The Paris Daughter
The Paris Daughter
Late last night I finished reading The Paris Daughter by Kristin Harmel which tells the story of two American women married to French men Elise and Juliette. They both have baby girls around the same time World War II begins in France. When Elise’s husband is executed for his communist activities against the Nazi’s, her cowardly husband lied saying Elise was responsible. Having no choice, Elise had to leave her daughter Mathilde with Juliette and her husband Paul so both Elise and Mathilde have a chance at life. Unfortunately Juliette and Pauls bookstore Librairie des Rêves (The Bookshop of Dreams) is bombed and only one daughter survives. Question is which one? The book extends to after the war and Elise goes to New York to track down Juliette and find out what happened. I’m honestly glad that I picked this book up from the library. I used to always buy Kristin’s books but lately her newer ones are lacking.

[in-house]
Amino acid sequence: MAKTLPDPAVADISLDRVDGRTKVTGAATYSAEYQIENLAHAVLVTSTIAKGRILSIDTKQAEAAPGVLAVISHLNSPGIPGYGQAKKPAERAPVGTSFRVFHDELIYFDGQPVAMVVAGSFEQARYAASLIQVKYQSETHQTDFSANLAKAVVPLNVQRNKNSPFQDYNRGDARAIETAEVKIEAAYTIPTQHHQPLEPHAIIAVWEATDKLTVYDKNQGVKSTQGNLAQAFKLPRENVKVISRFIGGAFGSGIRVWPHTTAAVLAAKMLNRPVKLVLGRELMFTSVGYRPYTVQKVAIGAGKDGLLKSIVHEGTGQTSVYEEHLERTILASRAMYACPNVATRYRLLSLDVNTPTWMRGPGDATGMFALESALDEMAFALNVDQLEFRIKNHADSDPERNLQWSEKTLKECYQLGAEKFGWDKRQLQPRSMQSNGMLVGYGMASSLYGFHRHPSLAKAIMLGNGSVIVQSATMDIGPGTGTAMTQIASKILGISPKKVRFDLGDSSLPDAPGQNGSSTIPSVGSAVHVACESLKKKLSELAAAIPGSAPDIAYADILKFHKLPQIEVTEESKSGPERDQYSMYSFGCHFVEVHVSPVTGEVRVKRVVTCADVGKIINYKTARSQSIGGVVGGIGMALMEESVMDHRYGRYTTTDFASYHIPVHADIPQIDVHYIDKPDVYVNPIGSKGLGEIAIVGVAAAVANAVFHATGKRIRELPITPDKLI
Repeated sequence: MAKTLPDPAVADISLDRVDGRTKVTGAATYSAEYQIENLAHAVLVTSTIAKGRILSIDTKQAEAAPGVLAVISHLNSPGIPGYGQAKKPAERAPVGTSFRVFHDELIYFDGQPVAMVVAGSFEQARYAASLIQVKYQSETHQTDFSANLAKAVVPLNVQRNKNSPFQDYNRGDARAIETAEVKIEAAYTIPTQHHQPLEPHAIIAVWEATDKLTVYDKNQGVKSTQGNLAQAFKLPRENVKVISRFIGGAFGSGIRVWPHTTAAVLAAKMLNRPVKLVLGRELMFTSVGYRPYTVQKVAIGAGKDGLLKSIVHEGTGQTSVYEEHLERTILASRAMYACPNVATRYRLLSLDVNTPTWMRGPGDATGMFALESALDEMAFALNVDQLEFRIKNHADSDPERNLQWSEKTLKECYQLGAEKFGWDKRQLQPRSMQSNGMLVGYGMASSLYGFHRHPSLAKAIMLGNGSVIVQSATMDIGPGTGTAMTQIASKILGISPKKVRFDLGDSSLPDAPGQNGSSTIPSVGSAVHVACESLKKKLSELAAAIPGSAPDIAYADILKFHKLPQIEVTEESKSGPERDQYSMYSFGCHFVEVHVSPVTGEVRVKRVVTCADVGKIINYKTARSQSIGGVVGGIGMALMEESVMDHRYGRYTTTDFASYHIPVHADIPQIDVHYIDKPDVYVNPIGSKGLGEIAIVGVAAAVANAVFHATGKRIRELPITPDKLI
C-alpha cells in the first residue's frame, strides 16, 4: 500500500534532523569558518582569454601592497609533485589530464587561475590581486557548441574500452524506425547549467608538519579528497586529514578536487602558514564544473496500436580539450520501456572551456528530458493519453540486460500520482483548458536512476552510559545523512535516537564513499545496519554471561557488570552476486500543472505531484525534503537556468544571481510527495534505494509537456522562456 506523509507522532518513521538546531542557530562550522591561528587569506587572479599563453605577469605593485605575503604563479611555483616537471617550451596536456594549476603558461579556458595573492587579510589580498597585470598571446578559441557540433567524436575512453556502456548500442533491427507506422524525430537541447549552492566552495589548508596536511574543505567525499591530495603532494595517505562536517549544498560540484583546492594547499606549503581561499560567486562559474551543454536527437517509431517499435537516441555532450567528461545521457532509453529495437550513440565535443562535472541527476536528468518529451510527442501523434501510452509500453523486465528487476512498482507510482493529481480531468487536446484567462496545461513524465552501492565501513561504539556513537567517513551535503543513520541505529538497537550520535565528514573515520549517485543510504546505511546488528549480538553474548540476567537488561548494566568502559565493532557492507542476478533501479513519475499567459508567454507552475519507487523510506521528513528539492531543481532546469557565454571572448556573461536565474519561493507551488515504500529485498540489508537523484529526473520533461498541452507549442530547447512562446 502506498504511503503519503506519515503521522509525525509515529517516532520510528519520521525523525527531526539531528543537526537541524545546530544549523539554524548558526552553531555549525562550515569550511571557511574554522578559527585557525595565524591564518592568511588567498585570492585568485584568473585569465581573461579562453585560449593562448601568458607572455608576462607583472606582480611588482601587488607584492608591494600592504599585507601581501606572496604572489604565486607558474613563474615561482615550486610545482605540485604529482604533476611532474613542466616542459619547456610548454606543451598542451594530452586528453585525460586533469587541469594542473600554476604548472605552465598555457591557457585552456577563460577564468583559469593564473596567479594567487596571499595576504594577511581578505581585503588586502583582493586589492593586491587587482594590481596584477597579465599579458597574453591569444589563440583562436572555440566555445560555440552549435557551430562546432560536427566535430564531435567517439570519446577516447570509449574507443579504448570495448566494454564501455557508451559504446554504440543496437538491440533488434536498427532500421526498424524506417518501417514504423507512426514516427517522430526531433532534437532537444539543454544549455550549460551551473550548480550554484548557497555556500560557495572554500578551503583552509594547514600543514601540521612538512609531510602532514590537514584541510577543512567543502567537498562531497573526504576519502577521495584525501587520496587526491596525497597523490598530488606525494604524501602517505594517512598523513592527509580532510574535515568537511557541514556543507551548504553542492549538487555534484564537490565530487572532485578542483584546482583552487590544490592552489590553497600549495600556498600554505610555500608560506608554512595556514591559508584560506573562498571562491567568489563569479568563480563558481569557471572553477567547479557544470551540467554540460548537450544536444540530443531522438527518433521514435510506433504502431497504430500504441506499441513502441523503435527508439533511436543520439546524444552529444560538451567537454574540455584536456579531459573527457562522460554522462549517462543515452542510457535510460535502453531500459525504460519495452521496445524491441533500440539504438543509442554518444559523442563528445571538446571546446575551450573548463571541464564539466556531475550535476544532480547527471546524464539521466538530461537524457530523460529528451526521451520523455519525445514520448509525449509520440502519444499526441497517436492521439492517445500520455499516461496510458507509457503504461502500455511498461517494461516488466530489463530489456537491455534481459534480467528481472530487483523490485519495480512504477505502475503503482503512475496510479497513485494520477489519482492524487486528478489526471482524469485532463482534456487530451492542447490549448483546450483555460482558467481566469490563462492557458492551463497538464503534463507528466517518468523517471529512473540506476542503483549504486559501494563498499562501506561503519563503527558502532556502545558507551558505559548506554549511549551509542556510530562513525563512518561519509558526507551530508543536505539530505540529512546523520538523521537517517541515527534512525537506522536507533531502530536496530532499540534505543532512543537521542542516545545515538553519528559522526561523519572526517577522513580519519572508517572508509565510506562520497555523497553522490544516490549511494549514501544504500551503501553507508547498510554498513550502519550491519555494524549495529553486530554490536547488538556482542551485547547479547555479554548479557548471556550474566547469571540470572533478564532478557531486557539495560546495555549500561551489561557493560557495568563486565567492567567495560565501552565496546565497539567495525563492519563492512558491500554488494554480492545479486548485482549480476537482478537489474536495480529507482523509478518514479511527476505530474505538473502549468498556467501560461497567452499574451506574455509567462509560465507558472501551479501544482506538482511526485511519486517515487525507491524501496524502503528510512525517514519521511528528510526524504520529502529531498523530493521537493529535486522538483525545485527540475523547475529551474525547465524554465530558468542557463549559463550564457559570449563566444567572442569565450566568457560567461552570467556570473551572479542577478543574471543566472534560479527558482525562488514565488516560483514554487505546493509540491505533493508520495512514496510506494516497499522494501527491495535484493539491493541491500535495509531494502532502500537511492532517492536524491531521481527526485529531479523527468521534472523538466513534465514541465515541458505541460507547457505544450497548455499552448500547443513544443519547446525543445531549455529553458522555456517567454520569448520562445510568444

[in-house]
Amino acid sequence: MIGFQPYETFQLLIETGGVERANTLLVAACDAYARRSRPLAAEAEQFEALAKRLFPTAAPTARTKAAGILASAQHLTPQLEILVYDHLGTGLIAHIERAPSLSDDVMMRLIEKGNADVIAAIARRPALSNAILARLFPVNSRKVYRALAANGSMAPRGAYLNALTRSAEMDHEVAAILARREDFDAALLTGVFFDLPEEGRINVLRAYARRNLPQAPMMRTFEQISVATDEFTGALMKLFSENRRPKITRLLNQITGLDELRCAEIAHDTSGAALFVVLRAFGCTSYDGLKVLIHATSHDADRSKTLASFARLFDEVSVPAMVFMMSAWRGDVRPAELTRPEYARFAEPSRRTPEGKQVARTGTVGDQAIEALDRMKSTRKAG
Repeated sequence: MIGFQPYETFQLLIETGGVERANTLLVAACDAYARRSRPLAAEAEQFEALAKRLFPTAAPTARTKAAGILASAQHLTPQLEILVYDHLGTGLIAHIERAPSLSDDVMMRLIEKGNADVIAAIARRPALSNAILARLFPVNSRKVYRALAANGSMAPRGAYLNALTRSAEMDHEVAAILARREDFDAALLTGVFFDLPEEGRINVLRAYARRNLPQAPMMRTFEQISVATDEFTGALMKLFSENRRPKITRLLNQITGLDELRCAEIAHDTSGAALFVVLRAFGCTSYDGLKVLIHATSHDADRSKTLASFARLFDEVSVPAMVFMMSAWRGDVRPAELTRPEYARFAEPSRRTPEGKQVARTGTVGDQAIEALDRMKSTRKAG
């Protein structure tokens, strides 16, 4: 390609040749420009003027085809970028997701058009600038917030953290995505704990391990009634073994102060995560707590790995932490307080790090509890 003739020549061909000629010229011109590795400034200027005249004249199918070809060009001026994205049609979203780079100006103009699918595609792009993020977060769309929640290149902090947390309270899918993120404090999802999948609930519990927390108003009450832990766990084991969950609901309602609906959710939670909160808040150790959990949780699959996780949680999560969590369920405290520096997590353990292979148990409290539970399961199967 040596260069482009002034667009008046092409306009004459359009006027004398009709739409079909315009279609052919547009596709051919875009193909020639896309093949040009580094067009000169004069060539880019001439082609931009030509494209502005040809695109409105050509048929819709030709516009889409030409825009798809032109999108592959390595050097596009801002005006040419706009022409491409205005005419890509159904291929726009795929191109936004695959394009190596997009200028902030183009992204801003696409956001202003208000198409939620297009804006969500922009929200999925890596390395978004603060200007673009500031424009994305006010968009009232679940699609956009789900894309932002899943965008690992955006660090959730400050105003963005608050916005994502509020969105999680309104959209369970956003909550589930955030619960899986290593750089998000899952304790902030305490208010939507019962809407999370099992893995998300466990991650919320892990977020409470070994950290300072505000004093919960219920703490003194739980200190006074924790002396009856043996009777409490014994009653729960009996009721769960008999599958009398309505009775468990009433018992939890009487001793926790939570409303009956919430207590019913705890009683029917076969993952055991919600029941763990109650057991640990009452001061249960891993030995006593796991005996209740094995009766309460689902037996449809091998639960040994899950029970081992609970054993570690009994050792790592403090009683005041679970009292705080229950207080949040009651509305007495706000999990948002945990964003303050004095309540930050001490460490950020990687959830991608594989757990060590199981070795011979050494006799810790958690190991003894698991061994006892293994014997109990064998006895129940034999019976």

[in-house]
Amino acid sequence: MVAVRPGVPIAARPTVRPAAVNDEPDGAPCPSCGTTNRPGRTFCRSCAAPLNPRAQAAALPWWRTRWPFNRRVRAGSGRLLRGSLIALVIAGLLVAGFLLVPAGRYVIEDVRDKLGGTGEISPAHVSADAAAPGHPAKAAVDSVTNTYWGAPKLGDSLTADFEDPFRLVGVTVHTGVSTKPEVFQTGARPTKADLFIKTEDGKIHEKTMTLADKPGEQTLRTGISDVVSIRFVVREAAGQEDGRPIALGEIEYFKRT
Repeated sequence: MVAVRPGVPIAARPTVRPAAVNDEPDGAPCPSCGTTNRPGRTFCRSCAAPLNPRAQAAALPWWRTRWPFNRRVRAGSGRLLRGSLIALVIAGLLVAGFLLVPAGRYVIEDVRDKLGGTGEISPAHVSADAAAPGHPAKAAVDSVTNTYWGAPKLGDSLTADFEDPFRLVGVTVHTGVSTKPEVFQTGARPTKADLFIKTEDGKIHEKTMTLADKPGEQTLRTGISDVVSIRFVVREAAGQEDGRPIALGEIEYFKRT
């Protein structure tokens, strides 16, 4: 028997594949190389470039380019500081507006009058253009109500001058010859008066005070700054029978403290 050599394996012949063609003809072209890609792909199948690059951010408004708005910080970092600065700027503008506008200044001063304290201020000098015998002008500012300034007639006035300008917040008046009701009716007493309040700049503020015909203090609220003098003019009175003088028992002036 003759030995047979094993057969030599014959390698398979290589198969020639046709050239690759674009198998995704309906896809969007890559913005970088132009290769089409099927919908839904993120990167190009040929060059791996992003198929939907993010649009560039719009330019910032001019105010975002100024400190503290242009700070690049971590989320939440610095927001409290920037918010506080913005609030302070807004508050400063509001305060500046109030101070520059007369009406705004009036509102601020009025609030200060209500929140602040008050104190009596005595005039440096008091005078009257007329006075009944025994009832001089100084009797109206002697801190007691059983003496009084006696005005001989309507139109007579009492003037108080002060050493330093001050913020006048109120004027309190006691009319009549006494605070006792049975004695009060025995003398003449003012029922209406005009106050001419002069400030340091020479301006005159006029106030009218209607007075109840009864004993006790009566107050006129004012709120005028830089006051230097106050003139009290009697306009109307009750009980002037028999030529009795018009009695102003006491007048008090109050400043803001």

I love Paris and I always will. I love the Librairie des Rêves and could imagine myself being in the bookstore. I also loved the fact that a character that was in The Book of Lost Names made an appearance again. I read the name and thought, wait a minute? He’s back? When I read the authors note confirming it, it made me happy. He was one of my favorite characters from The Book of Lost Names.
This book reminded me why I made the decision to get Kristin’s books from the library. The story dragged and I didn’t care for most of the characters except for Elise. Juliette I felt was the worst one and she became more cold and drifting deeper and deeper to living in the past. The twist at the end wasn’t much of a twist and the ending was abrupt. The three Kristin Harmel books I thought were the worst were The Winemakers Wife, & The Forest of Vanishing Stars. Now The Paris Daughter has beat both of these books to first place.
While I like the idea of the story and the motivation of Kristin to explore this story with the idea of motherhood in mind, it was executed poorly. The story not only dragged but something else was missing form it. If you’re a fan of historical fiction and of Kristin Harmel as an author, if you want to check this out, have at it. In my opinion it wasn’t the best.